Where to begin about women's issues in North Carolina and the 2014 elections? I asked Janet Colm, CEO of Planned Parenthood of Central North Carolina and its advocacy arm, the Planned Parenthood Action Fund: She began with North Carolina's progressive history on reproductive rights.
When a federal court struck down the Comstock Law in 1936, Colm recalled, North Carolina was the first state to add family planning services to its public health programs. Margaret Sanger, Planned Parenthood's founder, famously violated the Comstock Law by distributing information about contraceptives.
North Carolina was the second state to liberalize its abortion law—before the Supreme Court's 1973 Roe v. Wade decision. When Congress passed the Hyde Amendment barring the use of federal money for abortions, North Carolina created its own abortion fund for low-income women. Later, North Carolina was among the first states with a "contraceptive equity" law, which required that all health insurance plans, if they covered other prescription drugs, cover birth-control prescriptions too.
"North Carolina was always just slightly ahead," Colm said.
Ahead, that is, until the last three years, when Republican control of the General Assembly spawned an assault on reproductive rights, with Planned Parenthood in the crosshairs.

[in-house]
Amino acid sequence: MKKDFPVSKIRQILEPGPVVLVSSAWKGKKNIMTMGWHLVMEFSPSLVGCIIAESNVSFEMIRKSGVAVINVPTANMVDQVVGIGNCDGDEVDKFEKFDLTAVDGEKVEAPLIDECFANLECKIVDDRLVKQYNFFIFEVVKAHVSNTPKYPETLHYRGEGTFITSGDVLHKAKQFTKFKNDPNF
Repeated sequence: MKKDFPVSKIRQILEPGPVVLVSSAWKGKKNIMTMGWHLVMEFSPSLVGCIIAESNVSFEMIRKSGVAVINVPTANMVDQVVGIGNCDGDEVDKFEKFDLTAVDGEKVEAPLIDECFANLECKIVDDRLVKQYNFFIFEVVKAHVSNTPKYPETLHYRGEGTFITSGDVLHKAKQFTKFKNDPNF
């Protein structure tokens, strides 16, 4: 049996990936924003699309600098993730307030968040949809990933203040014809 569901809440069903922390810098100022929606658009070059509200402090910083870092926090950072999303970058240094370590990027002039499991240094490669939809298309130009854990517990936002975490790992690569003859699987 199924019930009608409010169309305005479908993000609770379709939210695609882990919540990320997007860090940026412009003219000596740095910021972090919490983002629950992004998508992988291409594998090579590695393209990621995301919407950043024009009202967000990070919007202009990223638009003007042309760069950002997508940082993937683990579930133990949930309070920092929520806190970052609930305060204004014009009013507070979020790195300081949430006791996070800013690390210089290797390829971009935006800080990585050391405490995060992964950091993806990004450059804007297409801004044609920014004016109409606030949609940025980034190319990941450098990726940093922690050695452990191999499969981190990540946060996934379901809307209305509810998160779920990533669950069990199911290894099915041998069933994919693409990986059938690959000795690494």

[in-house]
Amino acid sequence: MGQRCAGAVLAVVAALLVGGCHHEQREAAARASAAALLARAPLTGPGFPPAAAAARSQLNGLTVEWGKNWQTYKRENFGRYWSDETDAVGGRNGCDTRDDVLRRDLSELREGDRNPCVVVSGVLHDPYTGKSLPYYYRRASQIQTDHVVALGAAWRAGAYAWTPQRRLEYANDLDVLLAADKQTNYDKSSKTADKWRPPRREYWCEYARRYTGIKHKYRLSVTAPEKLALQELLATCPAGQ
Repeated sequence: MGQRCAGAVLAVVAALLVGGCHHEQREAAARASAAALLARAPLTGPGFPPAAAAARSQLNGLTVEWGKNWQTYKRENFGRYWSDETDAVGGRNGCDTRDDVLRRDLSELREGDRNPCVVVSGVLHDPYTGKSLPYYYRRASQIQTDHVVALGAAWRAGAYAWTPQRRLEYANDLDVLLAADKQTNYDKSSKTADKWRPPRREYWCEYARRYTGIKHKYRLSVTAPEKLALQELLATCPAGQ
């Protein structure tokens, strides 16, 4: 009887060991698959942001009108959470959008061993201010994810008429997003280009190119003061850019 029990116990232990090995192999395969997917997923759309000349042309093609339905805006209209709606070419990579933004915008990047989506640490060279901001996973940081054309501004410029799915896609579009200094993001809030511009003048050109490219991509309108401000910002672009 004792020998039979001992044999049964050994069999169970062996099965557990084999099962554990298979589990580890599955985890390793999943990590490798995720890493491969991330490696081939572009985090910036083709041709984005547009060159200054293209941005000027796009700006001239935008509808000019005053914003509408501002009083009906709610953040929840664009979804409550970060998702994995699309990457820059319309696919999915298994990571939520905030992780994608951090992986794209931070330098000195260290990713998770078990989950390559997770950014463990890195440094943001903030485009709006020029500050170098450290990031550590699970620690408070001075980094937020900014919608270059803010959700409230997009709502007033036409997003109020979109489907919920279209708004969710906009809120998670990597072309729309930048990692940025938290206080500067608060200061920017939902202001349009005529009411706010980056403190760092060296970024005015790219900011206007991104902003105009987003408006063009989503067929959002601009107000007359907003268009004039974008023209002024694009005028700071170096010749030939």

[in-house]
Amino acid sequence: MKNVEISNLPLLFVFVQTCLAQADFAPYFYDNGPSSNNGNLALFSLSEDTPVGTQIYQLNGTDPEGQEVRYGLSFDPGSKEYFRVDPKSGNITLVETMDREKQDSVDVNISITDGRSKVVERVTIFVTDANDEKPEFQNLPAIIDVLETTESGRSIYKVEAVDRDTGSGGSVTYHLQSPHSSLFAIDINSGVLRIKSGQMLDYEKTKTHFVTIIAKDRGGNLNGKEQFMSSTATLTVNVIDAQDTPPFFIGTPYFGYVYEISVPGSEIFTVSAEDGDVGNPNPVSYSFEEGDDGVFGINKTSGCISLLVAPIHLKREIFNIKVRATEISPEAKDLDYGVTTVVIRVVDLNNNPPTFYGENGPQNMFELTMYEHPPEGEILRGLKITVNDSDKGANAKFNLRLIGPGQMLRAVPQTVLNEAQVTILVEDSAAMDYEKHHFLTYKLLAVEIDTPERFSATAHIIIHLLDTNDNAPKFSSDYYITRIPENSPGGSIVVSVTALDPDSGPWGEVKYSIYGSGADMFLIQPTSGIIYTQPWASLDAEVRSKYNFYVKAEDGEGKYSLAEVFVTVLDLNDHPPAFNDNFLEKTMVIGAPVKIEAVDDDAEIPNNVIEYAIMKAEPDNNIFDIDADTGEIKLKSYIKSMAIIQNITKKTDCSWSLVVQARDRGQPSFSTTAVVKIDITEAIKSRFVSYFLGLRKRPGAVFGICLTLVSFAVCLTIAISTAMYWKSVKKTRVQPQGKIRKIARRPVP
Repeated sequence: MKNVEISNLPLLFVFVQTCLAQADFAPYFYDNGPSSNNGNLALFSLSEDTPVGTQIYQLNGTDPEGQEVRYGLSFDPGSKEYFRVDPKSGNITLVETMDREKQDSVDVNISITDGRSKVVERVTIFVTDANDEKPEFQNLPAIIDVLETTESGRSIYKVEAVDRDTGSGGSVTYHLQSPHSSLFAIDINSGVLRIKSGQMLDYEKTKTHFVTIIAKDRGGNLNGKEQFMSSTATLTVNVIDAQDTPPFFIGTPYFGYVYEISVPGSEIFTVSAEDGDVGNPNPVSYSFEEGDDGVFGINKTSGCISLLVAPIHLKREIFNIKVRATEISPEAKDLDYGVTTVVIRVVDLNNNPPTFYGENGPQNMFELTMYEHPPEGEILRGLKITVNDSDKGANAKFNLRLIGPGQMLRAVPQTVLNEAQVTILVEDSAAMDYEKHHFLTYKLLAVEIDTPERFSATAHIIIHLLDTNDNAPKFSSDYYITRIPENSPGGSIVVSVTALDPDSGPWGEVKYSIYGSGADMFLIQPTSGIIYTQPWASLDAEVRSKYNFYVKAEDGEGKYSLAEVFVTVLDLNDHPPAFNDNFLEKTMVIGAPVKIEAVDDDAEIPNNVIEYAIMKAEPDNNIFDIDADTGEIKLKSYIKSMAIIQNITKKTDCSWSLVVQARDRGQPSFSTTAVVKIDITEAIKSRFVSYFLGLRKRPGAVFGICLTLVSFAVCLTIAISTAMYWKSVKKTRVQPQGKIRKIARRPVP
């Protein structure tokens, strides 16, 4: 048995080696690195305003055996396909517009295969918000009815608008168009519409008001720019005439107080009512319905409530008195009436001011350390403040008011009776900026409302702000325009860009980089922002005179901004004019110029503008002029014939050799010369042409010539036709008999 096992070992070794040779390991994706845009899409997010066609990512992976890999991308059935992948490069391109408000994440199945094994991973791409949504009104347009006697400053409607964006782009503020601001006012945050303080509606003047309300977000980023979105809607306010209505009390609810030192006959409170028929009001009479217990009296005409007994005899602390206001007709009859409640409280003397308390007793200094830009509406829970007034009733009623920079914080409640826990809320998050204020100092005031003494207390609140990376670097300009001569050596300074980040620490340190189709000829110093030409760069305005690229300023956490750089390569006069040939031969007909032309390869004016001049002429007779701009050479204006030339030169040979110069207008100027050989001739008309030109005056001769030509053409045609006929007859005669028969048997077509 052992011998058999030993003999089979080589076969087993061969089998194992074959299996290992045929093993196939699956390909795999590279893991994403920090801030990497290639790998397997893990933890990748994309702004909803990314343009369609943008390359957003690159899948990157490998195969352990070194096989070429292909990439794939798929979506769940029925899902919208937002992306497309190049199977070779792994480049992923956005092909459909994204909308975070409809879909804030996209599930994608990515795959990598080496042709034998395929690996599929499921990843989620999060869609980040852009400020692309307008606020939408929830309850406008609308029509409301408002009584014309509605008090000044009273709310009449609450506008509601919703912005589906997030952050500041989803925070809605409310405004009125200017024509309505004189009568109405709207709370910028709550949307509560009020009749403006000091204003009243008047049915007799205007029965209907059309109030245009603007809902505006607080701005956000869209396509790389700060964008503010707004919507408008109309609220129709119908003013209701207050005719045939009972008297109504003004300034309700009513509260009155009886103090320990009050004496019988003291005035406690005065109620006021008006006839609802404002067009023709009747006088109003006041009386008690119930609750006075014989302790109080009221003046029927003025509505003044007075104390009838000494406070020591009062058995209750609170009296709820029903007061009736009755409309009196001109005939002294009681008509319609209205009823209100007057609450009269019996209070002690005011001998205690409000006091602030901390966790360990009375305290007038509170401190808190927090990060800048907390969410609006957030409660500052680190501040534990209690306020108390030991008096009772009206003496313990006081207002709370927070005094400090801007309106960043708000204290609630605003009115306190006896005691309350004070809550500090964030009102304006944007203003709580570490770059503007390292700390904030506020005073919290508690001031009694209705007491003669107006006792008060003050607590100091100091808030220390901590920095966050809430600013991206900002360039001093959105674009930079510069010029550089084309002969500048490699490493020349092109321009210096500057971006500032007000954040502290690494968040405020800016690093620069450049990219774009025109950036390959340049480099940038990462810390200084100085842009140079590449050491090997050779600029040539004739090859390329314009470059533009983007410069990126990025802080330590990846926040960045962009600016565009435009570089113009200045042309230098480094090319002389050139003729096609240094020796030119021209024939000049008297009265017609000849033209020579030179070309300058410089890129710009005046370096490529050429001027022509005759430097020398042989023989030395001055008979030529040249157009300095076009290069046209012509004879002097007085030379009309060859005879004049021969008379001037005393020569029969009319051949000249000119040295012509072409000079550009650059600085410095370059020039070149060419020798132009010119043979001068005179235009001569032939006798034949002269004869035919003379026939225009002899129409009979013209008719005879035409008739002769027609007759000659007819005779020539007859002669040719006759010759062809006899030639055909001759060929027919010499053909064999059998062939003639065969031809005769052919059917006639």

For the male-dominated GOP, it was a war on women, but Colm saw it as one front in a wide-ranging Republican assault on low-income people, men and women alike, for whom all government aid was slashed.
Republicans tried to punish Planned Parenthood, which provides abortion services, by making its other health-care programs ineligible for Medicaid funding. They enacted unnecessary and expensive "safety" requirements for abortion clinics—amending what had been a motorcycle-safety bill—in an effort to shut them down.
Lawsuits followed, and while some Republican measures survive, the most extreme were found by judges to be in violation of women's fundamental rights.
But the Republicans weren't finished. They went after birth control with a bill allowing employer-funded health insurance plans to omit contraceptives, trying to repeal the "equity" law.
The bill actually passed the House. It died in the Senate after women's rights supporters made a mockery of it, protesting in pillbox hats and vintage dresses to underscore how backward it was for the Republicans to interfere with birth control.
- Courtesy of Planned Parenthood Action Fund of Central N.C.
Now, House Speaker Thom Tillis, who led the Republican assault, is the Republican candidate for U.S. Senate against Democratic incumbent Kay Hagan, a champion of women's rights.
Hagan, who leads in the polls, "has been 100 percent on women's health issues," Colm said. "When she wins, I think it will be a statement to North Carolina about our belief in progressive policies overall, and it will be a statement to the country that we're not this crazy state that's been on The Daily Show for the last few years."